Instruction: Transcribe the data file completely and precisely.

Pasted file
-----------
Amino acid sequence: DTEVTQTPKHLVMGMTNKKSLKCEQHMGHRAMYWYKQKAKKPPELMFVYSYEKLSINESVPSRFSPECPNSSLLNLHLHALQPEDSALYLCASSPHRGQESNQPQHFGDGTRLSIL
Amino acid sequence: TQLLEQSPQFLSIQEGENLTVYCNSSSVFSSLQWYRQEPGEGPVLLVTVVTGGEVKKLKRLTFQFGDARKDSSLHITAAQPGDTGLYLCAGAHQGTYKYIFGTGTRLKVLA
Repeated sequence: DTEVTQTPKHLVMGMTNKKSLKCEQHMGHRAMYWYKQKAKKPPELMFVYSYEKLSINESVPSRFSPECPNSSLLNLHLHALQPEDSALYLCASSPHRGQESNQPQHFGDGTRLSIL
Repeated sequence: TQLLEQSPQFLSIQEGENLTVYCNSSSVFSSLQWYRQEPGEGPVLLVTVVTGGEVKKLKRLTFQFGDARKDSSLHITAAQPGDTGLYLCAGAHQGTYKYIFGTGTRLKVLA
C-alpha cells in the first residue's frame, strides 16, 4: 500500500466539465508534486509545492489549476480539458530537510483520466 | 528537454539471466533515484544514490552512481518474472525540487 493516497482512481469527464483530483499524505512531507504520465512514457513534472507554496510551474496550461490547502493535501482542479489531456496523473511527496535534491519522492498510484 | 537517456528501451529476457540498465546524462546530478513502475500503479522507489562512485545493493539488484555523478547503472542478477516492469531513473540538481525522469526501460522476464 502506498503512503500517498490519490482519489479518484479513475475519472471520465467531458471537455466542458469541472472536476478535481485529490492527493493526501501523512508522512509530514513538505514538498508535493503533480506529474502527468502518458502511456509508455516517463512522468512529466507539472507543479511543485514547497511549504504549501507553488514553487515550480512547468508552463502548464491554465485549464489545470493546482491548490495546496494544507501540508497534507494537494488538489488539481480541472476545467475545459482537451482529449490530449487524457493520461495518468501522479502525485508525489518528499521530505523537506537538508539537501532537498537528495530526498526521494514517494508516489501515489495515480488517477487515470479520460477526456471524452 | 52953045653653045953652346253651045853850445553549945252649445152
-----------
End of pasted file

Amino acid sequence: DTEVTQTPKHLVMGMTNKKSLKCEQHMGHRAMYWYKQKAKKPPELMFVYSYEKLSINESVPSRFSPECPNSSLLNLHLHALQPEDSALYLCASSPHRGQESNQPQHFGDGTRLSIL
Amino acid sequence: TQLLEQSPQFLSIQEGENLTVYCNSSSVFSSLQWYRQEPGEGPVLLVTVVTGGEVKKLKRLTFQFGDARKDSSLHITAAQPGDTGLYLCAGAHQGTYKYIFGTGTRLKVLA
Repeated sequence: DTEVTQTPKHLVMGMTNKKSLKCEQHMGHRAMYWYKQKAKKPPELMFVYSYEKLSINESVPSRFSPECPNSSLLNLHLHALQPEDSALYLCASSPHRGQESNQPQHFGDGTRLSIL
Repeated sequence: TQLLEQSPQFLSIQEGENLTVYCNSSSVFSSLQWYRQEPGEGPVLLVTVVTGGEVKKLKRLTFQFGDARKDSSLHITAAQPGDTGLYLCAGAHQGTYKYIFGTGTRLKVLA
C-alpha cells in the first residue's frame, strides 16, 4: 500500500466539465508534486509545492489549476480539458530537510483520466 | 528537454539471466533515484544514490552512481518474472525540487 493516497482512481469527464483530483499524505512531507504520465512514457513534472507554496510551474496550461490547502493535501482542479489531456496523473511527496535534491519522492498510484 | 537517456528501451529476457540498465546524462546530478513502475500503479522507489562512485545493493539488484555523478547503472542478477516492469531513473540538481525522469526501460522476464 502506498503512503500517498490519490482519489479518484479513475475519472471520465467531458471537455466542458469541472472536476478535481485529490492527493493526501501523512508522512509530514513538505514538498508535493503533480506529474502527468502518458502511456509508455516517463512522468512529466507539472507543479511543485514547497511549504504549501507553488514553487515550480512547468508552463502548464491554465485549464489545470493546482491548490495546496494544507501540508497534507494537494488538489488539481480541472476545467475545459482537451482529449490530449487524457493520461495518468501522479502525485508525489518528499521530505523537506537538508539537501532537498537528495530526498526521494514517494508516489501515489495515480488517477487515470479520460477526456471524452 | 52953045653653045953652346253651045853850445553549945252649445152